Trump is the child with hand in the cookie jar
Donald Trump will almost certainly be impeached in the House, possibly as soon as Thanksgiving. The odds are rising that he’ll be convicted in the Senate.
There are two important questions, and the answers to both are becoming more obvious to more Americans every day.
The first is whether asking a foreign power to dig up dirt on a political opponent is an impeachable offense. The answer is yes.
When the framers of the Constitution gave Congress the power to impeach a president, one of the high crimes they had in mind was acceding to what Alexander Hamilton called “the desire in foreign powers to gain an improper ascendant in our councils.” James Madison argued for impeachment lest a president “betray his trust to foreign powers.”
The second question is whether Trump did this. The answer is also yes. In the published version of his phone conversation with Ukraine’s president, Volodymyr Zelenskiy, Trump asks for the “favor” of digging up dirt on Joe Biden.
Everything Trump has tried to do to divert attention from these two facts is further undermining his case and his credibility.
He’s been acting like the spoiled child who gets caught with his hand in the proverbial cookie jar — denying his hand was there, blaming the person who caught him, blaming the cookie jar, blaming the cookie, throwing a tantrum, daring his parents to do anything about it.
Trump denies he ever asked Zelenskiy for help, claiming it’s all hearsay. He blames the whistleblower. He likens the witnesses who informed the whistleblower to “spies.” He blames it on a “political hack job.” He accuses Adam Schiff, chairman of the House Intelligence Committee and the person now in charge of the investigation, of “treason.” He calls it a “coup” and suggests that if he’s removed from office there will be a civil war. Trump dares the political system to stop him by publicly calling on China to help dig up dirt on Biden’s son.
Trump’s off-the-wall accusations, tantrums and defiance illustrate the need for parental control. Schiff and House Speaker Nancy Pelosi are the adults, somber and restrained.
A majority of Americans now support his impeachment.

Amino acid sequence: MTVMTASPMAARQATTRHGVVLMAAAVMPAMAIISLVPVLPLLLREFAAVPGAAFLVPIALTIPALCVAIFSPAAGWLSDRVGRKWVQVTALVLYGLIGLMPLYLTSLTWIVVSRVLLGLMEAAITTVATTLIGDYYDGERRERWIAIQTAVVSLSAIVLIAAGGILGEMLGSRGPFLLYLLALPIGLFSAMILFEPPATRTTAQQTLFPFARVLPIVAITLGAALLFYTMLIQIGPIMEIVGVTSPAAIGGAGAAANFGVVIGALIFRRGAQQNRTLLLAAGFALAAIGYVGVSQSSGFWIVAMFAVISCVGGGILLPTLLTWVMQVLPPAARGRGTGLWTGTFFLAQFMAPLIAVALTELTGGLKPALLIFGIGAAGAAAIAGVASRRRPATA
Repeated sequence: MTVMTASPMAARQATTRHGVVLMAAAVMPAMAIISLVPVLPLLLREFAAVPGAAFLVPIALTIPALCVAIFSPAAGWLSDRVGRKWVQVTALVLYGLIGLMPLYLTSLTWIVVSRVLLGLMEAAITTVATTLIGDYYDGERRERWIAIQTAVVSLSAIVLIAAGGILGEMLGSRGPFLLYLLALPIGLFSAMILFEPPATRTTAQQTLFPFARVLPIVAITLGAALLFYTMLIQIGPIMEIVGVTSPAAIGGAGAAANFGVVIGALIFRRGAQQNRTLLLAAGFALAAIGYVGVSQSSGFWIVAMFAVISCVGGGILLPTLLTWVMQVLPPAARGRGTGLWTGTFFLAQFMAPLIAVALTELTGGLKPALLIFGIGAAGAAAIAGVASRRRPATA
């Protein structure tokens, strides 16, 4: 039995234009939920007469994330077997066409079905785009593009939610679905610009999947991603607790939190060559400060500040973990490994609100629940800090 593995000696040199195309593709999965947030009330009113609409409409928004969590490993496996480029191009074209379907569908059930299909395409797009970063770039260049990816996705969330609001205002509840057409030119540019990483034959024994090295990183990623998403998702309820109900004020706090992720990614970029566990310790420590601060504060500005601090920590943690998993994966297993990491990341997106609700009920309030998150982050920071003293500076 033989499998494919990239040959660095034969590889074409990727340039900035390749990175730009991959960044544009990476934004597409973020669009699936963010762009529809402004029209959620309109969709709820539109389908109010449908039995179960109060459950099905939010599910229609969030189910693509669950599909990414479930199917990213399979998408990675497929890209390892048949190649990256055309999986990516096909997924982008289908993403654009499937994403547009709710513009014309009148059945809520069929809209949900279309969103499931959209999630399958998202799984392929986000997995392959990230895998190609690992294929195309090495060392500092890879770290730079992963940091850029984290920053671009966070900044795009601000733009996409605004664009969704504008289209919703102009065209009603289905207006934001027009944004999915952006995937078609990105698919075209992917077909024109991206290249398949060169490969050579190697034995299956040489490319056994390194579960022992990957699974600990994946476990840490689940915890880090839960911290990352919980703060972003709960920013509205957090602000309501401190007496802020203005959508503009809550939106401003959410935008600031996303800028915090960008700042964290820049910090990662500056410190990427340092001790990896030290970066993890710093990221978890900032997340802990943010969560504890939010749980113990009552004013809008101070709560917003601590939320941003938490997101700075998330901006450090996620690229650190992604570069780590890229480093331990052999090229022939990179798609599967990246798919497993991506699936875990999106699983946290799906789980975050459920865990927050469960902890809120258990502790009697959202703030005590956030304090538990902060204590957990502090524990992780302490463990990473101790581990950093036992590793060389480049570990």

Trump refuses to allow any administration official to appear before the House committees considering impeachment. No matter, because Congress doesn’t need more evidence. The cookie is in plain sight. Everyone has seen Trump’s hand in the jar.
House Democrats will vote to impeach, but will Senate Republicans vote to convict? Until now that seemed implausible. Democrats hold 47 Senate seats. If they all vote to convict, 20 Republicans would have to join them in order to have the necessary two-thirds of the Senate.
If the vote were held in secret, says Republican strategist Mike Murphy, 30 Republicans would vote for impeachment. Former Republican Sen. Jeff Flake puts the likely number at 35.
There are 23 Republican senators up for reelection next fall. Most are from red states that support Trump. But in a few months they’ll be safe from primary challenges. They’ll be free to vote him out.
Others — Susan Collins of Maine, Pat Toomey of Pennsylvania and Rob Portman of Ohio, for example — are from purple states where they’ll be challenged by a Democrat and will have every incentive to vote Trump out.
Meanwhile, Trump is losing support among responsible Senate Republicans such as Mitt Romney of Utah, who calls Trump’s actions “troubling in the extreme,” and Nebraska’s Ben Sasse, who urges colleagues not to “circle the wagons.”
Trump remains hugely popular among Republican voters, but most of them care more about the economy than about Trump, and the economy is slowing — in large part because of Trump’s trade wars.
It’s unlikely Trump will be pushed out of office before the 2020 election, but the odds are rising. And Trump knows it, which is causing him to behave more like a wild child who deserves to be impeached.
Tribune Content Agency